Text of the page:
Research Design And Methods: This was a prospective observational study of 10 participants with obesity and prediabetes or type 2 diabetes who underwent RYGB. Patients were studied before RYGB (Pre) and 1 month, 1 year, and 2 years postsurgery with continuous glucose measurement (CGM). A mixed-meal test (MMT) was conducted at Pre, 1 month, and 1 year.

Results: After RYGB, mean CGM decreased (at 1 month, 1 year, and 2 years), and GV increased (at 1 year and 2 years). Five of the 10 participants had a percent time in range (%TIR) <3.0 mmol/L (54 mg/dL) greater than the international consensus target of 1% at 1 or 2 years. Peak glucagon-like peptide-1 (GLP-1) and glucagon area under the curve during MMT were positively and negatively associated, respectively, with contemporaneous %TIR <3.0 mmol/L.

Conclusions: Patients undergoing RYGB are at risk for development of postbariatric hypoglycemia due to a combination of reduced mean glucose, increased GV, and increased GLP-1 response.
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http://dx.doi.org/10.2337/dc20-1609DOI Listing
February 2021

Genetic and biased agonist-mediated reductions in β-arrestin recruitment prolong cAMP signaling at glucagon family receptors.

J Biol Chem 2021 Jan-Jun;296:100133. Epub 2020 Dec 4.

Section of Endocrinology and Investigative Medicine, Imperial College London, London, United Kingdom.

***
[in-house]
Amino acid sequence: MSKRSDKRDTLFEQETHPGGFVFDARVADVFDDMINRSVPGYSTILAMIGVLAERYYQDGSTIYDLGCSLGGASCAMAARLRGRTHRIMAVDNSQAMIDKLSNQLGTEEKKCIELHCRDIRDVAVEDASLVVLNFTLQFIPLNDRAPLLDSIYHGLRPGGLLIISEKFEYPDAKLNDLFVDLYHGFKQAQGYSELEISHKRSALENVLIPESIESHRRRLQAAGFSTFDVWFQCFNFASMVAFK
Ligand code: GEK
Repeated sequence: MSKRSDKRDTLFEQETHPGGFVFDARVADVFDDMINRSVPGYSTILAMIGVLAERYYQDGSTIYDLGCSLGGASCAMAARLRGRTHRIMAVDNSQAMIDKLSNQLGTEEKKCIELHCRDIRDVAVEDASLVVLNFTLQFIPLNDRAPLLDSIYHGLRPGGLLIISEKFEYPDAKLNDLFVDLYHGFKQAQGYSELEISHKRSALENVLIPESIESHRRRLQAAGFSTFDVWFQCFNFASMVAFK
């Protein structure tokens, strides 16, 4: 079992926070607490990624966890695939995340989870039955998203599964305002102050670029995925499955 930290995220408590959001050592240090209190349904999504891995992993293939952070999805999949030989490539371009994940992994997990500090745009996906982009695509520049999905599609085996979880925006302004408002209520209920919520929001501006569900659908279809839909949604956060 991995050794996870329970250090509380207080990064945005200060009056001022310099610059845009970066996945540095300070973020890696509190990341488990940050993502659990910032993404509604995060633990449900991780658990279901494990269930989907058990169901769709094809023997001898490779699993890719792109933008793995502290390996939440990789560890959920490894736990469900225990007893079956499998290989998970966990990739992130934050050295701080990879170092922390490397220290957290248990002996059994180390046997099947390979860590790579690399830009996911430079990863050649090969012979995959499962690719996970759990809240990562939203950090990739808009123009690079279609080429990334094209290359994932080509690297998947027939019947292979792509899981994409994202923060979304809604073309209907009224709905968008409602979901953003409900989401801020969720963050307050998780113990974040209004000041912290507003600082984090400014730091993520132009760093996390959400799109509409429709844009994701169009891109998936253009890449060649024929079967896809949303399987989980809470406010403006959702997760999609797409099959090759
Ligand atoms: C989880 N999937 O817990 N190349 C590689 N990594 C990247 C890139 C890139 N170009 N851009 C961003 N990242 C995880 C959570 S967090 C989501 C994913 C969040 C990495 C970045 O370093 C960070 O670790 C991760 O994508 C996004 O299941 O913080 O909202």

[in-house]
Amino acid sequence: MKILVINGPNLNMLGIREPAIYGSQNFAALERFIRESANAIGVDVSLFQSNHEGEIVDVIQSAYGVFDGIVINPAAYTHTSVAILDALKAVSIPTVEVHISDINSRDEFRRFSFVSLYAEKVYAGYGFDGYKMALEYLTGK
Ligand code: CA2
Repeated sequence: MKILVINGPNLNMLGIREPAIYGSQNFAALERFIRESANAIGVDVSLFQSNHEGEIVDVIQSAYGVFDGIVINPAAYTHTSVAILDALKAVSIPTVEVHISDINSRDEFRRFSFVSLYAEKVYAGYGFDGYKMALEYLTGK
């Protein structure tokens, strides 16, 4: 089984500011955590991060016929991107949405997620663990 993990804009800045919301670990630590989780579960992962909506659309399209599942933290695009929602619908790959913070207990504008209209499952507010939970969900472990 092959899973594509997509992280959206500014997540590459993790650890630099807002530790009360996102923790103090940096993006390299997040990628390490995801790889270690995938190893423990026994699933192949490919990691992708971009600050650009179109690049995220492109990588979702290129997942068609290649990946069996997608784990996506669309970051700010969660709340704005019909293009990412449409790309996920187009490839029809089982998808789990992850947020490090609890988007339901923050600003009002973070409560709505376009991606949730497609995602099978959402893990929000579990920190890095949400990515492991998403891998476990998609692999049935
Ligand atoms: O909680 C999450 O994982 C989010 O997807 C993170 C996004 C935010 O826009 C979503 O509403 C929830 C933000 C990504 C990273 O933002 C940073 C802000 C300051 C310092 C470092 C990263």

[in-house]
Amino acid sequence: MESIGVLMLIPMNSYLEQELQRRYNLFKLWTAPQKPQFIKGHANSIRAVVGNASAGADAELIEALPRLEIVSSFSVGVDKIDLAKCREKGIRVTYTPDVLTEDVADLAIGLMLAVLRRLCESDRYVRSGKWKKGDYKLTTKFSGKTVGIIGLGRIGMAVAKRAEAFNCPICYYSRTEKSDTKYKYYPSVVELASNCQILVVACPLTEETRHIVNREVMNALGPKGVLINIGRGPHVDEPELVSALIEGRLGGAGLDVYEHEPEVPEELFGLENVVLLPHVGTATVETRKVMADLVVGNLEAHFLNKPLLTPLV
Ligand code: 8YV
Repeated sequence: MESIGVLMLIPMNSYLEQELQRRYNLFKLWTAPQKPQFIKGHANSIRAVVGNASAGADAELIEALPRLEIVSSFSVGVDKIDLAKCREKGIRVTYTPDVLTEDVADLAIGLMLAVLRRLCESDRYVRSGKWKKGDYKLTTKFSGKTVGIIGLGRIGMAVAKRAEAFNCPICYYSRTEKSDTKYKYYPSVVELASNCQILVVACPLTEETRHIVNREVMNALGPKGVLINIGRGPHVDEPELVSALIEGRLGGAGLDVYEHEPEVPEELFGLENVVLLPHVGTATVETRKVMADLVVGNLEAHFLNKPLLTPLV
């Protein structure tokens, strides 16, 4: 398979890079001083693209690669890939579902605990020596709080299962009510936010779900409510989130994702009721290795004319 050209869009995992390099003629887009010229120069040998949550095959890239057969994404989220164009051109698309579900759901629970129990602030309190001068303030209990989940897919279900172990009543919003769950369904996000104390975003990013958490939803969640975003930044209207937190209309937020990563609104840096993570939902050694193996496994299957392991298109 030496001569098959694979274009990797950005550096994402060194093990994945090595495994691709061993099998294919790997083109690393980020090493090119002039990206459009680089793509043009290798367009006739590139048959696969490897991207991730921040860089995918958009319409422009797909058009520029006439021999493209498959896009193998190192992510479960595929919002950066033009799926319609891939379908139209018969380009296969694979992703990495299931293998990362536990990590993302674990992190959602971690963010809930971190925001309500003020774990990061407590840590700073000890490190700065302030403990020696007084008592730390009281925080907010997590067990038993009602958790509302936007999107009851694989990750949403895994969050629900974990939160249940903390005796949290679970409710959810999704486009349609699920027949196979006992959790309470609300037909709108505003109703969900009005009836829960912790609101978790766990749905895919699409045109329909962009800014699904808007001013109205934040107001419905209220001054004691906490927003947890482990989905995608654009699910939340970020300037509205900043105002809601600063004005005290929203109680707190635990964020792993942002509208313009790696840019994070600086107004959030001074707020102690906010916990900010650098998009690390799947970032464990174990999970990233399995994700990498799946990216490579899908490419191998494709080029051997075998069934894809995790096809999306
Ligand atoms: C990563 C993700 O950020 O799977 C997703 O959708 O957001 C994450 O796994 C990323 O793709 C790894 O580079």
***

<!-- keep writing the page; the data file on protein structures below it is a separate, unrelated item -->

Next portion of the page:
Receptors for the peptide hormones glucagon-like peptide-1 (GLP-1R), glucose-dependent insulinotropic polypeptide (GIPR), and glucagon (GCGR) are important regulators of insulin secretion and energy metabolism. GLP-1R agonists have been successfully deployed for the treatment of type 2 diabetes, but it has been suggested that their efficacy is limited by target receptor desensitization and downregulation due to recruitment of β-arrestins. Indeed, recently described GLP-1R agonists with reduced β-arrestin-2 recruitment have delivered promising results in preclinical and clinical studies. We therefore aimed to determine if the same phenomenon could apply to the closely related GIPR and GCGR. In HEK293 cells depleted of both β-arrestin isoforms the duration of G protein-dependent cAMP/PKA signaling was increased in response to the endogenous ligand for each receptor. Moreover, in wildtype cells, "biased" GLP-1, GCG, and GIP analogs with selective reductions in β-arrestin-2 recruitment led to reduced receptor endocytosis and increased insulin secretion over a prolonged stimulation period, although the latter effect was only seen at high agonist concentrations. Biased GCG analogs increased the duration of cAMP signaling, but this did not lead to increased glucose output from hepatocytes. Our study provides a rationale for the development of GLP-1R, GIPR, and GCGR agonists with reduced β-arrestin recruitment, but further work is needed to maximally exploit this strategy for therapeutic purposes.